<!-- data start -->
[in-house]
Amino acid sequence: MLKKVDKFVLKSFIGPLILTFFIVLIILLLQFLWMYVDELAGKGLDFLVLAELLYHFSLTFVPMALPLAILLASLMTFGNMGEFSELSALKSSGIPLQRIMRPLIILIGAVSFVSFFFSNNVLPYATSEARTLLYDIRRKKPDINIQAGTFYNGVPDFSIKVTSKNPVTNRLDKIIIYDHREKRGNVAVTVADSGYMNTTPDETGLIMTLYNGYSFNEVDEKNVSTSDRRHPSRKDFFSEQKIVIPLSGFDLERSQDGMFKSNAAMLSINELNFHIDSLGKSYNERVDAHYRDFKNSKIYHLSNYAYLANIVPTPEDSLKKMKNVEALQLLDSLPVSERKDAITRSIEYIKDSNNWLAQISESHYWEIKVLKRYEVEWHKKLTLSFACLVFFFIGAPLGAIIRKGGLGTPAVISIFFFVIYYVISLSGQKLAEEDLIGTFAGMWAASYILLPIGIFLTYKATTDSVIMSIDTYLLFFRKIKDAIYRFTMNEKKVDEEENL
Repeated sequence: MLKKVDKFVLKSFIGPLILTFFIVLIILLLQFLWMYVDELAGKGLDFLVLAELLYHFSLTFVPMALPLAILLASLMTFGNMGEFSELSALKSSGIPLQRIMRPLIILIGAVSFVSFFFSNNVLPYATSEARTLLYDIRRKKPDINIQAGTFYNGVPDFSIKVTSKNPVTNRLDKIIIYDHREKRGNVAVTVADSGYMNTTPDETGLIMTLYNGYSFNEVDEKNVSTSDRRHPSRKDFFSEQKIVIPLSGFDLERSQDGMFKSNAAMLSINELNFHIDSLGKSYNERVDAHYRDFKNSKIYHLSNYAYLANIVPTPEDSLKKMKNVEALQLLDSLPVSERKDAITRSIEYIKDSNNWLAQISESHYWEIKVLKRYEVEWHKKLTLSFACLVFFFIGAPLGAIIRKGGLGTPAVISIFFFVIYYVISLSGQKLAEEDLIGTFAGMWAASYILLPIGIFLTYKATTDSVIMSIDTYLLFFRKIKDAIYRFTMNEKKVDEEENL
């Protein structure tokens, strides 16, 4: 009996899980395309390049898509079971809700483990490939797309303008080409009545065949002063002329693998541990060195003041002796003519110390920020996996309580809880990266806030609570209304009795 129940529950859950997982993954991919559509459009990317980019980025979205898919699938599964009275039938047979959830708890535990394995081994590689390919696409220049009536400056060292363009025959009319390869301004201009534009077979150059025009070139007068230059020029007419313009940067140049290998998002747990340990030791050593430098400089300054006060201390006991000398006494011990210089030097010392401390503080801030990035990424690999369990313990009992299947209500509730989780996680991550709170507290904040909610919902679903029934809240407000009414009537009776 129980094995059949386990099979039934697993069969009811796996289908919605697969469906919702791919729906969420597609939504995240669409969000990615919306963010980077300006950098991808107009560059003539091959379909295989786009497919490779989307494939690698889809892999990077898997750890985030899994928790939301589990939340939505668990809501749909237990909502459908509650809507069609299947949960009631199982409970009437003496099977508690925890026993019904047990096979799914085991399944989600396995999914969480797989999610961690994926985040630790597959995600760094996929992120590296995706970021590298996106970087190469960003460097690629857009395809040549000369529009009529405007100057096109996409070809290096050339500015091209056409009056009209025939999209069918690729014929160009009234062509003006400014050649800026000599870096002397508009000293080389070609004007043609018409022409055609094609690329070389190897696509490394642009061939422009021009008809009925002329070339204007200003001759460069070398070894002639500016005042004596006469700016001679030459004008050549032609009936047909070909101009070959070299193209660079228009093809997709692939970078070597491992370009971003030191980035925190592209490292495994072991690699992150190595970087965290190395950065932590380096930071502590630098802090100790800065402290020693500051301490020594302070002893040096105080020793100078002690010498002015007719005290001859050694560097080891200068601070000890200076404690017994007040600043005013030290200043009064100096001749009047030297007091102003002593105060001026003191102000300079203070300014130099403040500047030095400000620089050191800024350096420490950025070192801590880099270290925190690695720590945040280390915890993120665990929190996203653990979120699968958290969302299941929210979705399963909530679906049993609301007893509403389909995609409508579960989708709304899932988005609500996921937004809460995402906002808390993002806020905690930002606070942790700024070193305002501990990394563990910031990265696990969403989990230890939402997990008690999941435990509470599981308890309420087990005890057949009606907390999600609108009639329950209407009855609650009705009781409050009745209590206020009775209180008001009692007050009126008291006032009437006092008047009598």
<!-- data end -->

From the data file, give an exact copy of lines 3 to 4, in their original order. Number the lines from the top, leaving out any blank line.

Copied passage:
Repeated sequence: MLKKVDKFVLKSFIGPLILTFFIVLIILLLQFLWMYVDELAGKGLDFLVLAELLYHFSLTFVPMALPLAILLASLMTFGNMGEFSELSALKSSGIPLQRIMRPLIILIGAVSFVSFFFSNNVLPYATSEARTLLYDIRRKKPDINIQAGTFYNGVPDFSIKVTSKNPVTNRLDKIIIYDHREKRGNVAVTVADSGYMNTTPDETGLIMTLYNGYSFNEVDEKNVSTSDRRHPSRKDFFSEQKIVIPLSGFDLERSQDGMFKSNAAMLSINELNFHIDSLGKSYNERVDAHYRDFKNSKIYHLSNYAYLANIVPTPEDSLKKMKNVEALQLLDSLPVSERKDAITRSIEYIKDSNNWLAQISESHYWEIKVLKRYEVEWHKKLTLSFACLVFFFIGAPLGAIIRKGGLGTPAVISIFFFVIYYVISLSGQKLAEEDLIGTFAGMWAASYILLPIGIFLTYKATTDSVIMSIDTYLLFFRKIKDAIYRFTMNEKKVDEEENL
């Protein structure tokens, strides 16, 4: 009996899980395309390049898509079971809700483990490939797309303008080409009545065949002063002329693998541990060195003041002796003519110390920020996996309580809880990266806030609570209304009795 129940529950859950997982993954991919559509459009990317980019980025979205898919699938599964009275039938047979959830708890535990394995081994590689390919696409220049009536400056060292363009025959009319390869301004201009534009077979150059025009070139007068230059020029007419313009940067140049290998998002747990340990030791050593430098400089300054006060201390006991000398006494011990210089030097010392401390503080801030990035990424690999369990313990009992299947209500509730989780996680991550709170507290904040909610919902679903029934809240407000009414009537009776 129980094995059949386990099979039934697993069969009811796996289908919605697969469906919702791919729906969420597609939504995240669409969000990615919306963010980077300006950098991808107009560059003539091959379909295989786009497919490779989307494939690698889809892999990077898997750890985030899994928790939301589990939340939505668990809501749909237990909502459908509650809507069609299947949960009631199982409970009437003496099977508690925890026993019904047990096979799914085991399944989600396995999914969480797989999610961690994926985040630790597959995600760094996929992120590296995706970021590298996106970087190469960003460097690629857009395809040549000369529009009529405007100057096109996409070809290096050339500015091209056409009056009209025939999209069918690729014929160009009234062509003006400014050649800026000599870096002397508009000293080389070609004007043609018409022409055609094609690329070389190897696509490394642009061939422009021009008809009925002329070339204007200003001759460069070398070894002639500016005042004596006469700016001679030459004008050549032609009936047909070909101009070959070299193209660079228009093809997709692939970078070597491992370009971003030191980035925190592209490292495994072991690699992150190595970087965290190395950065932590380096930071502590630098802090100790800065402290020693500051301490020594302070002893040096105080020793100078002690010498002015007719005290001859050694560097080891200068601070000890200076404690017994007040600043005013030290200043009064100096001749009047030297007091102003002593105060001026003191102000300079203070300014130099403040500047030095400000620089050191800024350096420490950025070192801590880099270290925190690695720590945040280390915890993120665990929190996203653990979120699968958290969302299941929210979705399963909530679906049993609301007893509403389909995609409508579960989708709304899932988005609500996921937004809460995402906002808390993002806020905690930002606070942790700024070193305002501990990394563990910031990265696990969403989990230890939402997990008690999941435990509470599981308890309420087990005890057949009606907390999600609108009639329950209407009855609650009705009781409050009745209590206020009775209180008001009692007050009126008291006032009437006092008047009598």